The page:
Mashirika consists of people from various backgrounds and cultures who speak a range of languages and come from different countries such as Kenya and Tanzania. Mashirika was formed in 1998 when Azeda moved to Rwanda from Uganda where she studied Music, Dance and Drama at Makerere University in Uganda. Mashirika believe that theatre should be fun, engaging and used as a tool for social transformation and employment. “Since I returned to Rwanda, we have been using theatre as a method of reconstruction. We have been dealing with themes of justice, reconciliation and health exploring issues such as clean water, or fighting Aids. The themes we have been involved in examining are helping society to transform to another level. As we are engaged with the theatre all the time, providing education and entertainment I believe that the actors should be able to earn a living from it.”
The engaging nature of Africa’s Hope resonates from its basis in real life testimonies, making the idea of genocide something that audiences outside of Rwanda can comprehend on an intrinsically human level. “It is fulfilling to work with survivors, as we are creating a voice and a platform for voices that were not heard before. Mashirika feels like a family, as we share stories and from this trust and understanding develops. I have worked with one hundred children who are genocide survivors, who saw their parents being killed, so when you are working with them a bond develops. If we don’t speak the children’s truth, who will?”
The audience’s reaction to Africa’s Hope across the world is strong and in Rwanda, Mashirika attract audiences of young and old people, cutting across the generation divide and getting audiences to connect to the performance and the issues it explores. “We perform the truth in its raw form — we don’t want to dramatise what happened to make it beautiful. The challenge is how to take the testimony and make it believable. We have very talented young actors and actresses who perform other people’s testimonies and after performances they come and tell the actors and actresses ‘thank you for performing my story — that was me’. At Mashirika we don’t act — we feel and the audience’s emotions resonate with that.”
While in the UK, Mashirika will be performing in theatres in Leeds, London, Taunton, Jersey, Nottingham and London as well as giving performing arts workshops to schools, sixth forms and community groups to promote diversity and social cohesion. “I want to write scripts with a purpose and to devote my life to something that is helping the world move forward and to change. I am pleased to be creating work, which reaches international audiences and creates a dialogue.”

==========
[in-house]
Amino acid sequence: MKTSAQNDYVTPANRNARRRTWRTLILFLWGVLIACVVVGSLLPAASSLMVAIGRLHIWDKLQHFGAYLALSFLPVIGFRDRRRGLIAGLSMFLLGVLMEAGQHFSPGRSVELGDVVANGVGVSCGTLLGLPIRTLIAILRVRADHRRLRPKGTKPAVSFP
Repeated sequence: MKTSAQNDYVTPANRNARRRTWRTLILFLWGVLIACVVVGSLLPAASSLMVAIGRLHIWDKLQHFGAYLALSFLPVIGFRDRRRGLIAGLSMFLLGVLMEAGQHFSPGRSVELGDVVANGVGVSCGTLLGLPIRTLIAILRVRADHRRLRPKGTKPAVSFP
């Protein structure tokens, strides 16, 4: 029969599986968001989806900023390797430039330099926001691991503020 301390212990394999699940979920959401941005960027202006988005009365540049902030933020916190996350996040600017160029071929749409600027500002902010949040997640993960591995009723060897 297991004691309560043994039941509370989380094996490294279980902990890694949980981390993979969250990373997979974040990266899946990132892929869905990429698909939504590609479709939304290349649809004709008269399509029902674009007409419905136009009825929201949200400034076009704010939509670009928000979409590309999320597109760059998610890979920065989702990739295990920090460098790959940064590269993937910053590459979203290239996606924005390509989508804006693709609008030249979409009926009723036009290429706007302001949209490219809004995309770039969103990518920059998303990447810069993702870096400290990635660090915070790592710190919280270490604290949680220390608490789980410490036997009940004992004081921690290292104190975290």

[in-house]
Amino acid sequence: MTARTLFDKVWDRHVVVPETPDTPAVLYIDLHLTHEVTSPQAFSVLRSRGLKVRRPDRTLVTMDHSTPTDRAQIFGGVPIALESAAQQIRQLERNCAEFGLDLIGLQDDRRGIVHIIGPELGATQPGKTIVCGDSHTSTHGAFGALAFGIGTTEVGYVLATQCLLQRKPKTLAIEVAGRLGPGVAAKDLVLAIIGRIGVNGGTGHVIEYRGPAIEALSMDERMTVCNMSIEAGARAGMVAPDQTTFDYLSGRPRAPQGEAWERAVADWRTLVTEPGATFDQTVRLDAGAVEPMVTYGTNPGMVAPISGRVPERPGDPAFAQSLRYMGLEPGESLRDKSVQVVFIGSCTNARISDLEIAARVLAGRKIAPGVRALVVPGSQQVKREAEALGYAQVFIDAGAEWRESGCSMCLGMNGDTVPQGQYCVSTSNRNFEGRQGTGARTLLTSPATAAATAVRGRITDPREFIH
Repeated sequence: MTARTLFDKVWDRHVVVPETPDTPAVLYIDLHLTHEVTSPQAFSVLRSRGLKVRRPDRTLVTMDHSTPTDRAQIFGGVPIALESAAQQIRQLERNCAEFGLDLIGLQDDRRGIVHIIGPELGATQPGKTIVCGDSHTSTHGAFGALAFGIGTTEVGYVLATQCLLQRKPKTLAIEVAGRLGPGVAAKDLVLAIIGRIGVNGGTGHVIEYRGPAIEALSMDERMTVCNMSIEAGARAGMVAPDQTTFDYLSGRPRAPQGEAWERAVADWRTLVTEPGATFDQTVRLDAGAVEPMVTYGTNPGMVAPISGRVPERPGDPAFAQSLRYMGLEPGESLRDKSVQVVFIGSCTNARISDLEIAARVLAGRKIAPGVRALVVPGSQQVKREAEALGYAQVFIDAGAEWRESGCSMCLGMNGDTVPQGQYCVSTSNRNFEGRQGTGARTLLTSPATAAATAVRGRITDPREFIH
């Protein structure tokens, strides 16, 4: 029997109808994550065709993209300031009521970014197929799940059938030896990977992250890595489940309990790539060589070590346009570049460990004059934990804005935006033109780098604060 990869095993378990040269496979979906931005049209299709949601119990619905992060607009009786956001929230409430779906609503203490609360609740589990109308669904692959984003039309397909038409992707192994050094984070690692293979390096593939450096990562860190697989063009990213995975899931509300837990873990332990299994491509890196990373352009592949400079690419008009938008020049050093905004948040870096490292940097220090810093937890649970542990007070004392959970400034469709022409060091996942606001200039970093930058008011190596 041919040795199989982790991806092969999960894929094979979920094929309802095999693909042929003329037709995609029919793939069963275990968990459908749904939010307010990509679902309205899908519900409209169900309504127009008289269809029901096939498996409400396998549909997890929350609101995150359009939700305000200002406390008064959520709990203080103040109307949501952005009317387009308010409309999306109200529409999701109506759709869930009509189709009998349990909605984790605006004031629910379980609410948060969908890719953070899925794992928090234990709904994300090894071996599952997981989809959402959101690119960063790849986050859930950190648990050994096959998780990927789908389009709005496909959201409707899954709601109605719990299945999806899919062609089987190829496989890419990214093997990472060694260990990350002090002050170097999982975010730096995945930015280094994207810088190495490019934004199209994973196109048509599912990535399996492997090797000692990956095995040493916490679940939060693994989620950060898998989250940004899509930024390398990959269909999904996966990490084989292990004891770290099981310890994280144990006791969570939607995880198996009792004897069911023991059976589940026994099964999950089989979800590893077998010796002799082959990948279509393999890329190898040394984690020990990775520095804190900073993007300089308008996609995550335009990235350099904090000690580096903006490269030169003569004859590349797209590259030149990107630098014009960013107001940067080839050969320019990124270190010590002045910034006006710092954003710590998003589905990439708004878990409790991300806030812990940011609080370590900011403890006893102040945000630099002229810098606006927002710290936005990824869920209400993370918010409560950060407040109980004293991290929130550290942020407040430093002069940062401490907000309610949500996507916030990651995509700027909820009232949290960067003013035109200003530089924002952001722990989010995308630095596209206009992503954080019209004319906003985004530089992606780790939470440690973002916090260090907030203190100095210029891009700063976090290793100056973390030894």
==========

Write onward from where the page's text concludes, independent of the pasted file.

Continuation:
By utilising real life testimonies Mashirika help to educate UK audiences about what happened in Rwanda and what can happen when discrimination takes hold and leads to the dehumanisation of one group. “UK audiences have been extremely moved as the material is very emotional, but the end of the play focuses on hope, strength and light with the young people looking forward to the future. At points during the performance the audience is in tears, but by the end people have huge smiles on their faces. This is real life, which has both sides — the happiness and the sadness.”
Since the genocide in 1994, there has been a move towards collective healing in Rwanda. Justice is still being sought against some of the perpetrators of the genocide, but there is a sense that reconciliation is happening. “Anybody who tries to bring up ethnic differences or topics like Hutu and Tutsi is seen as a troublemaker. Young people see these views as outdated and realise that they have caused nothing but problems. Rwanda is moving forward and developing fast.”
Mashirika’s work is helping Rwandans and the international community come to terms with the implications of the genocide. “When audiences see Africa’s Hope I want them to realise that the world does not belong to somebody else, it belongs to them, not some president. One little thing can change something. As long as Africa’s Hope can create dialogue, for example if somebody is driving home from a performance, I want the voices from the play to keep coming back and for people to reflect upon and discuss what they have seen.” While exploring the past and the aftermath of the Rwandan genocide, Mashirika is focusing on healing communities and looking forward to a hopeful future.